Clemson holds pep rally at home of terminally ill baby

Jonathan and Stephanie Bolt dreamed about taking their baby girl to a Clemson football game. But bringing 9-month-old Addison to Memorial Stadium could never happen.

Addison is unable to travel as she fights Krabbe disease, a terminal illness that slowly destroys the white matter of the brain.

So a man in Pennsylvania brought Clemson to them.

John Neal, who runs a Facebook page called Team Krabbe Strong to raise awareness about the disease, heard from the Bolts several months ago after they learned about their daughter's diagnosis. Neal became an advocate for families impacted by Krabbe when a young girl named Hannah was diagnosed in his community. Neal promised her before she died that he would make it his mission to help other families in the same situation. One of the ways he helps is to make bucket list dreams come true for those affected.

He asked the Bolts what they wanted. Once they told him they would not be able to go to a game, he came up with the idea to hold a pep rally in front of their home. He emailed the Clemson spirit squad and got in touch with captain Tori Palmer. Then Clemson band director Mark Spede got involved. Three bus loads of the Bolts' friends showed up, too, and a photographer was there to take some pictures.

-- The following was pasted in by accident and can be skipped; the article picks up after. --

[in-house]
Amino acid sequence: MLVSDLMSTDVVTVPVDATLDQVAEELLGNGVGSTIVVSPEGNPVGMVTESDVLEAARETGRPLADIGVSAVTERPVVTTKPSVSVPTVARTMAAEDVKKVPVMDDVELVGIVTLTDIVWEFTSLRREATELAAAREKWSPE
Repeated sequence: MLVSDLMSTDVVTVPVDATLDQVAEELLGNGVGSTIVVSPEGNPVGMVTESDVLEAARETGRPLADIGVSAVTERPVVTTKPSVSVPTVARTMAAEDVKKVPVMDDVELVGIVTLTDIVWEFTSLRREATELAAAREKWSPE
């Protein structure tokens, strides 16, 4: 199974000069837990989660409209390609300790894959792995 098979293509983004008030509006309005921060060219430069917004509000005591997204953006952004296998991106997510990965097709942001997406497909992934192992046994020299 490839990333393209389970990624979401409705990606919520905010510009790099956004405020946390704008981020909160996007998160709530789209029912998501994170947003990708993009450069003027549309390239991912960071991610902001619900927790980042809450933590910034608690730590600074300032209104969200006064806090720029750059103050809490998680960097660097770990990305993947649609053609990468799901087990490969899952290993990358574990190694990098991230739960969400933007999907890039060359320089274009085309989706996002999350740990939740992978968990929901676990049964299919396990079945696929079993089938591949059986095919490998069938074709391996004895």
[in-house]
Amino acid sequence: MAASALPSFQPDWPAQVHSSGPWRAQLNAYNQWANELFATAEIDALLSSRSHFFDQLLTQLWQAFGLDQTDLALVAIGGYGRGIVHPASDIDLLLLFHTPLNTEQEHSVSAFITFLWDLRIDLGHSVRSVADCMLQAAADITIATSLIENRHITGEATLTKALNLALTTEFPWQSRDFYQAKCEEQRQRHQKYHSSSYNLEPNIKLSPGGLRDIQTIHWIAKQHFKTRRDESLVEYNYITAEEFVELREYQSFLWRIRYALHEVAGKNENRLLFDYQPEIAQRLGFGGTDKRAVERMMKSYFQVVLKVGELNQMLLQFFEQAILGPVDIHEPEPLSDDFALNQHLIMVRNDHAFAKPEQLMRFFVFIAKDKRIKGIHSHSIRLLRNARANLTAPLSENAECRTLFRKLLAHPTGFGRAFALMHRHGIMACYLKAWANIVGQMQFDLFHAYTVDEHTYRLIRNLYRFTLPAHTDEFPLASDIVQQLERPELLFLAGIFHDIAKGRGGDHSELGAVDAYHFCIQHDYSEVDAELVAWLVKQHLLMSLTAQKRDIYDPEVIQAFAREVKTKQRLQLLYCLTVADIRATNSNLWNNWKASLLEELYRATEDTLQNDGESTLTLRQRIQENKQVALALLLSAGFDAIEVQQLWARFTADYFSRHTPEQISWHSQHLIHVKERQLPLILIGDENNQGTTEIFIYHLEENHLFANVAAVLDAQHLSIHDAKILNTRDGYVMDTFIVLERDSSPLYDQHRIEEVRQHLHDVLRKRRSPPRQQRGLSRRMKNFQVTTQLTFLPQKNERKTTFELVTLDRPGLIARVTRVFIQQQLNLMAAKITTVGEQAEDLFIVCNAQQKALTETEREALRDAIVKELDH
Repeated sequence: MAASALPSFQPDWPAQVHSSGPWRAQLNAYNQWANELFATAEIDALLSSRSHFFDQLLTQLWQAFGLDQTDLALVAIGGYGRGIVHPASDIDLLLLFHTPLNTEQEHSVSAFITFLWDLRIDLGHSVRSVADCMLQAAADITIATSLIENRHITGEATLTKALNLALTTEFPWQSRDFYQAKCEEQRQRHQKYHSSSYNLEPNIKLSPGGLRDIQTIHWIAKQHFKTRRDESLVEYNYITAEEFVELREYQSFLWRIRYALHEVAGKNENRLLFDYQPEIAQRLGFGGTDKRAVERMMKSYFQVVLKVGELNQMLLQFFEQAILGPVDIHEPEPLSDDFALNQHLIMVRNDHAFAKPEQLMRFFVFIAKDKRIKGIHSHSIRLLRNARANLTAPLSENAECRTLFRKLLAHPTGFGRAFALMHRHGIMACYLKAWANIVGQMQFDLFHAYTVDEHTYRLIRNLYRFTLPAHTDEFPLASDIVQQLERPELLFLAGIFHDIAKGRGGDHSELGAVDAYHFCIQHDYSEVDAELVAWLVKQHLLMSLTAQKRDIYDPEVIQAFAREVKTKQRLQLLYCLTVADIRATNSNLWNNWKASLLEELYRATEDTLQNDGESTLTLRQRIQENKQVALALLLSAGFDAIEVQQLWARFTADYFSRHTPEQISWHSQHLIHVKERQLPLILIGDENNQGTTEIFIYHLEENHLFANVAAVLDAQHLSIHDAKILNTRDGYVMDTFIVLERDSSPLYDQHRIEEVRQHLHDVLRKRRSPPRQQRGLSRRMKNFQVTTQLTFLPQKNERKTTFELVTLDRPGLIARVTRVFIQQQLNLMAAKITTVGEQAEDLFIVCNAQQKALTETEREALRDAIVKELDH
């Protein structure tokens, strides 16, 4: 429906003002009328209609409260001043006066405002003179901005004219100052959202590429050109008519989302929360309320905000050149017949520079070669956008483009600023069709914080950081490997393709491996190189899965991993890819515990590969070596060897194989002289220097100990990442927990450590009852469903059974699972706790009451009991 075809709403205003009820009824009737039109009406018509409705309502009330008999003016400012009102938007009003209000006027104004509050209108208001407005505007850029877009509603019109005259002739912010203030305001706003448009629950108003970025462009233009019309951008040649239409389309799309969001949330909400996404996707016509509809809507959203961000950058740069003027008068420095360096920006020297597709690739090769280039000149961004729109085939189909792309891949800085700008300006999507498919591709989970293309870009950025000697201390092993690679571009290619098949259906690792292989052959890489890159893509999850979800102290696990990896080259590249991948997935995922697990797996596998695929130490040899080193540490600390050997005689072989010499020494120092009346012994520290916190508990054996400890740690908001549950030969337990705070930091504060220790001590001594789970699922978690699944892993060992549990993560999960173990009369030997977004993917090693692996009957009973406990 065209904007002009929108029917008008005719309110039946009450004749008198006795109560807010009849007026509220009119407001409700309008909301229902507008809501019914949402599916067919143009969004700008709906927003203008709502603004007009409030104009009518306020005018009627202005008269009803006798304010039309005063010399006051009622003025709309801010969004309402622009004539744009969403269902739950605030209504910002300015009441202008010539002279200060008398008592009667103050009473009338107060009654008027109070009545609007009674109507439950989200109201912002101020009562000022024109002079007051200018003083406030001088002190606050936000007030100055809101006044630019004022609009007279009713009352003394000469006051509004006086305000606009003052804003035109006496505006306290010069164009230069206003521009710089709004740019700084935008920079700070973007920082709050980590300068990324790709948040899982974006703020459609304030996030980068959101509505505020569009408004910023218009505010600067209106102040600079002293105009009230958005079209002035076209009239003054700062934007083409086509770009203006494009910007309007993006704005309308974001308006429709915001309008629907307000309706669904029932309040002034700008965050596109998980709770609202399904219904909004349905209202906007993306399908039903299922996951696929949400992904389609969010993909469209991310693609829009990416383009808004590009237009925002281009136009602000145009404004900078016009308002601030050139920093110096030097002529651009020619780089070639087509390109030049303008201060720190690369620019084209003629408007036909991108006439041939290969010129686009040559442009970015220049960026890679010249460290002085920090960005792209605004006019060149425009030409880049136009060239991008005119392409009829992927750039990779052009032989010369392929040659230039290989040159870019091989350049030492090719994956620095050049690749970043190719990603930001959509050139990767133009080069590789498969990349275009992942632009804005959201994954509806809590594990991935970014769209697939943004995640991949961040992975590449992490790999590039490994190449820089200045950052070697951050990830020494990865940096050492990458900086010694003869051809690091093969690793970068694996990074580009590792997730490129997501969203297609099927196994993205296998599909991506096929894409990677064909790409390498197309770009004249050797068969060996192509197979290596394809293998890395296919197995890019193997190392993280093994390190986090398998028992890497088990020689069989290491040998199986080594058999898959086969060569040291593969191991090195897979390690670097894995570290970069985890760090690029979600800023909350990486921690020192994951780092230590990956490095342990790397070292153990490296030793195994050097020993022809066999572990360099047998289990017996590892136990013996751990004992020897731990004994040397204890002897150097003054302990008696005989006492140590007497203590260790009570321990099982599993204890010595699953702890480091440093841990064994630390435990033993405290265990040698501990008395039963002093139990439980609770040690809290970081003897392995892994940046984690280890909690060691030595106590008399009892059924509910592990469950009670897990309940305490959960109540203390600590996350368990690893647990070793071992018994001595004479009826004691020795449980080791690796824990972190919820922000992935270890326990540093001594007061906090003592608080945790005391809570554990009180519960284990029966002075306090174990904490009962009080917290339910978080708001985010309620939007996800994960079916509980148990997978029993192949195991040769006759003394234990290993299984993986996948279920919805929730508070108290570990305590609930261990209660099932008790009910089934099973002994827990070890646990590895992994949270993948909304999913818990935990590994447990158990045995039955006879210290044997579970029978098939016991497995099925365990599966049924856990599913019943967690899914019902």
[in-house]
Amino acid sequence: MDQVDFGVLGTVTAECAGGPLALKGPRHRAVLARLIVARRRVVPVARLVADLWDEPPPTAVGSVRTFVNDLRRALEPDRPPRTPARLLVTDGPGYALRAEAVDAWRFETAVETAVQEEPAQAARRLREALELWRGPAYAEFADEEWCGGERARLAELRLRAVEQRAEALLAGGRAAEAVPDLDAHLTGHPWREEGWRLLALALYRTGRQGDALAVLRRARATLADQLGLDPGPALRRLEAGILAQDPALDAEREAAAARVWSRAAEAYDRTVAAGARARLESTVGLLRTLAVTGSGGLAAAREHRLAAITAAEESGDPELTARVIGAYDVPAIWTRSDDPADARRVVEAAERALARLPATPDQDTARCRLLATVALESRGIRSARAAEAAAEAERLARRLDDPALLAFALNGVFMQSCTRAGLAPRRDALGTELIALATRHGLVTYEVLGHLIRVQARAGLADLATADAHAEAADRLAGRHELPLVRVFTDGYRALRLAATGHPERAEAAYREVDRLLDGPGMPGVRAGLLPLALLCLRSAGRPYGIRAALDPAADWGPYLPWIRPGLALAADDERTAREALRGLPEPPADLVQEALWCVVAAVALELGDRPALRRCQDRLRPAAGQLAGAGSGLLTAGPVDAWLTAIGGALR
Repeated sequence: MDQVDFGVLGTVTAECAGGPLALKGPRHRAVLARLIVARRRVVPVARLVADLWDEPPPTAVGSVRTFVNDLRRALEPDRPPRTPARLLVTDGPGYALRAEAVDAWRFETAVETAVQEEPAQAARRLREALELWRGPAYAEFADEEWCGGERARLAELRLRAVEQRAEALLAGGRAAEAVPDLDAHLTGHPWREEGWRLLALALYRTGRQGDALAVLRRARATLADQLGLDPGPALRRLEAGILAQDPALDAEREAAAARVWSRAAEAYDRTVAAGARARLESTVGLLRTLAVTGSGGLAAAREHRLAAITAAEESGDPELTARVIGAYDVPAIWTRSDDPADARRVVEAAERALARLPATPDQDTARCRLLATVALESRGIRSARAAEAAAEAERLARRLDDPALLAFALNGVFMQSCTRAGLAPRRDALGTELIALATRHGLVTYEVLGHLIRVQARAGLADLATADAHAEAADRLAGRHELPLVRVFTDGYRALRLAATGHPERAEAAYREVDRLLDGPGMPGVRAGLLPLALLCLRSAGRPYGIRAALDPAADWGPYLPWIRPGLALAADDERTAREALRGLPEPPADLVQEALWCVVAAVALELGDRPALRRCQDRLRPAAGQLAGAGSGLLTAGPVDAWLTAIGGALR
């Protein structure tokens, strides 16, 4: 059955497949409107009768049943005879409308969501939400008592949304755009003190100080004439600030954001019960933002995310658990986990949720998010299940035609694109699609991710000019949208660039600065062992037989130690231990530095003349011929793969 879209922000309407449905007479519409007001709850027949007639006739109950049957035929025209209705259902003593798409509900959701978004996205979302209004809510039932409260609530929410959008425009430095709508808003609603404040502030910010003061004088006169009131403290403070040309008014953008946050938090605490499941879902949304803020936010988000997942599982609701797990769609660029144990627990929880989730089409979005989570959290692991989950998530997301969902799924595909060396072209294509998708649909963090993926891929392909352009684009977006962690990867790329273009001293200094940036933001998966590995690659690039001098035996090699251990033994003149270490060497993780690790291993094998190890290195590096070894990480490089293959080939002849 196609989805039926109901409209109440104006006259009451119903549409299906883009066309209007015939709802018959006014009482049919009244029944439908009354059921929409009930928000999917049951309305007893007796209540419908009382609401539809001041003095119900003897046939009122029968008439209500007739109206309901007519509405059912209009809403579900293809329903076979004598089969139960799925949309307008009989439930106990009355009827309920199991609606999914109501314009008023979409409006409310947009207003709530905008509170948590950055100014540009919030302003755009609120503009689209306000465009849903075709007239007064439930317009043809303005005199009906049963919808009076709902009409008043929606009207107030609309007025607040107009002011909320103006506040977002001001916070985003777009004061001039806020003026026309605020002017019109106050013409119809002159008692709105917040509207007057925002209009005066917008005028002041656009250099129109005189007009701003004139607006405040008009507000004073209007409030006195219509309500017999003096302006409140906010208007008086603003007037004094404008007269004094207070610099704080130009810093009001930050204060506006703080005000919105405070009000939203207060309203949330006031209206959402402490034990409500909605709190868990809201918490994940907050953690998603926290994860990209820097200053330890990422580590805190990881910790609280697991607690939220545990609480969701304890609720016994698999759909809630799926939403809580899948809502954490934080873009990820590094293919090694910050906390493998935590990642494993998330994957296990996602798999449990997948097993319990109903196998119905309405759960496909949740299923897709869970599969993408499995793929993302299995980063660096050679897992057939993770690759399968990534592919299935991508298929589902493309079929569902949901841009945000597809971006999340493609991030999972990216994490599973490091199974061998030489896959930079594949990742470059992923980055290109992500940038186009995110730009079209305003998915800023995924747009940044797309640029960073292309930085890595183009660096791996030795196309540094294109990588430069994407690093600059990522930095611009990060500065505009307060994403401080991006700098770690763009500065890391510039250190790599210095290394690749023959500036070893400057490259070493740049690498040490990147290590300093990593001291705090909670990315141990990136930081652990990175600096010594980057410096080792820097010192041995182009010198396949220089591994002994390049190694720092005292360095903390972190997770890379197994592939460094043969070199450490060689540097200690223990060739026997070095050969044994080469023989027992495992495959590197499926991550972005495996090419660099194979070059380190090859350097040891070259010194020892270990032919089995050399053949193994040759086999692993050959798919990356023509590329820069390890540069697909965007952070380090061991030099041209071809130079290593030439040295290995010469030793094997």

The pep rally Sunday in front of their Piedmont, South Carolina, home was a rousing success. WYFF4-TV was there to document the event, with the band playing Tiger Rag, complete with neighbors cheering and holding signs and the Clemson Tiger mascot leading the way.

"You saw it in my eyes," Stephanie told the television station. "I was crying when I heard them coming up over the hill."

Neal tried to get coach Dabo Swinney and team members there, but they were unable to attend. Swinney did send an autographed football for the family.

"It’s just great," Swinney said Tuesday. "I think most schools recognize the opportunity they have to make people smile in ways other than the product on the field. Clemson certainly gets that. They do a wonderful job of trying to help people in our community as much as possible. That’s a great moment.”

In an email Tuesday, Neal said, "It was amazing. Just perfect. The family Facetimed me after the event to thank me. Over and over and over! I got to hear the words I wanted to hear: 'We will never forget this day for the rest of our lives.' Mission accomplished! My reaction was overwhelmed with joy. I never expected it to get this big, but was so happy it did. They got their wish, and I got mine. I will never forget this day either. As a father of two, I couldn't imagine being in their shoes...but I will always walk right beside them!"